Should there be concerns about folks who might be wandering around the neighborhood? Probably, though it’s been noted that the Queen Street area didn’t see an uptick in crime.
The two areas I’d expect to see more foot traffic would be from Anna Maria to the convenience store on Goddard (for folks to get smokes and snacks) and down Grandview to the liquor store at the corner of James and Stafford.
But not everyone who’s homeless is a drinker (despite what the gadflies would have you believe), and it’s unclear what sort of behavior would make someone unwelcome at the triage center.
And it is worth remembering that the behaviors so many of us associate with the homeless — including staggering down the street in a drunken stupor — occur in neighborhoods all across the city, including the very neighborhood we’re talking about.
Homeless people do not just fall out of the sky
Many people have argued that a triage center for the homeless should not be located so close to three schools (Sullivan Middle, South High, and Caradonio) and to school bus routes.
Those folks seem to forget that many students at the Caradonio New Citizen Center are refugees, and that 12% of students at South High School are homeless.
The next hearing on the proposed triage center will be at South High School.
If the discussion next Monday deteriorates in the same manner it did last Monday, what kind of message will that send to the homeless students at South High?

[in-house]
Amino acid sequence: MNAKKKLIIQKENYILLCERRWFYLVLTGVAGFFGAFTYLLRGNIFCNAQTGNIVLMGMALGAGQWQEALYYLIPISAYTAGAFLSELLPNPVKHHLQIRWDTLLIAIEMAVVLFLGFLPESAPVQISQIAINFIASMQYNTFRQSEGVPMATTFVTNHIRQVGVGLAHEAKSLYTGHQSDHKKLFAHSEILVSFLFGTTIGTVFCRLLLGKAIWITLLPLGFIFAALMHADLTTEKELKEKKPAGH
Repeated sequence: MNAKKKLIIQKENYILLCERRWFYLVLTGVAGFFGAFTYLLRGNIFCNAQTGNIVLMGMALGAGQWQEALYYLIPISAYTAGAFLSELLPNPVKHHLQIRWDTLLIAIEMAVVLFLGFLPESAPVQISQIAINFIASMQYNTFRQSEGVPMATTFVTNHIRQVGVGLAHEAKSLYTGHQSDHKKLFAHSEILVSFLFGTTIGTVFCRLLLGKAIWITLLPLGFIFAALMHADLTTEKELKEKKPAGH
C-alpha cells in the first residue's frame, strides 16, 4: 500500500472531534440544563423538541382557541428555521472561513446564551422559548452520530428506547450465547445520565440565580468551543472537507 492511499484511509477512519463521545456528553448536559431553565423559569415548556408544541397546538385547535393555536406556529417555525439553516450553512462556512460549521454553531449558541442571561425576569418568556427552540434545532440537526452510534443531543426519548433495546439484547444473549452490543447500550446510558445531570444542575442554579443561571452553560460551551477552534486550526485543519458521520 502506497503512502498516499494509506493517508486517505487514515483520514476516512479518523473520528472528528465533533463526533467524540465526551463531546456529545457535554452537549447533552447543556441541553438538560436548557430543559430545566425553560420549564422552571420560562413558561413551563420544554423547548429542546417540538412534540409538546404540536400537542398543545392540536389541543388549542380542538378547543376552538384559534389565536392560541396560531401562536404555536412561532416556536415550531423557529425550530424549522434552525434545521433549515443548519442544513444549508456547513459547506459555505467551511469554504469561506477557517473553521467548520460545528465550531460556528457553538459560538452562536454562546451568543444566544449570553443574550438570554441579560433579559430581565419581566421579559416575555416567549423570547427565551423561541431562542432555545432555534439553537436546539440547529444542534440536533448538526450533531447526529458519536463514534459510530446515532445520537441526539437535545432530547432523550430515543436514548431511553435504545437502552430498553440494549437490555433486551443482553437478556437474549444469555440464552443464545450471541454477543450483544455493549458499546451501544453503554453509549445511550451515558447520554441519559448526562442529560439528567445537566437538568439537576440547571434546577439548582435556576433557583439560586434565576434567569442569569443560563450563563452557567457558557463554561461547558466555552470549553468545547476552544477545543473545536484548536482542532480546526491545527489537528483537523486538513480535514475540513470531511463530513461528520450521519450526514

Homelessness is not just a problem for Main South or the Village of Piedmont. This is a problem that affects the whole city.
Much of the online discussion seems to equate being homeless with being a criminal. We can certainly ask questions and ensure safety for both existing neighborhood residents and those who might use the triage center — but without resorting to rhetoric that only serves to stereotype and fan flames.
Part of the reason we are facing a temporary triage center in our neighborhood is that the city had a three-year plan to end homelessness that was declared a success . . . but which has been, in fact, a failure.
There was no way City Manager O’Brien could have won in this situation. But he could have done much to minimize the now-inevitable ill will the neighborhood will bear towards him.
The biggest misstep, as I said before, was not including the neighbors earlier on in the process. As the City Manager should know by now, this allows neighbors to spread their own forms of disinformation amongst themselves because there’s a dearth of real information.
The mushroom policy has been in effect for years now.
They’ve kept everyone in the dark. If they had kept neighbors apprised of the situation, there would still be opposition, but everyone would be in the same place with same set of facts.
But by keeping people in the dark, the Manager has made sure that neighbors feel the only way they can have any impact on this situation is to take things into their own hands, wherever their visceral impulse leads them. It could very well get ugly, and for some people this is the only way they feel the city administration is going to listen to them.
And when things get ugly, it’s very easy for the Manager to ignore everyone, or to shut down a meeting. And then the voices of the more reasonable or more quiet among us are silenced.
Mike O’Brien needs to take a crash course in Diplomacy 101 and polish this turd the best he can.
What we’re seeing here is the difference between a relatively competent manager and a leader.
And this case clearly shows his skill deficits.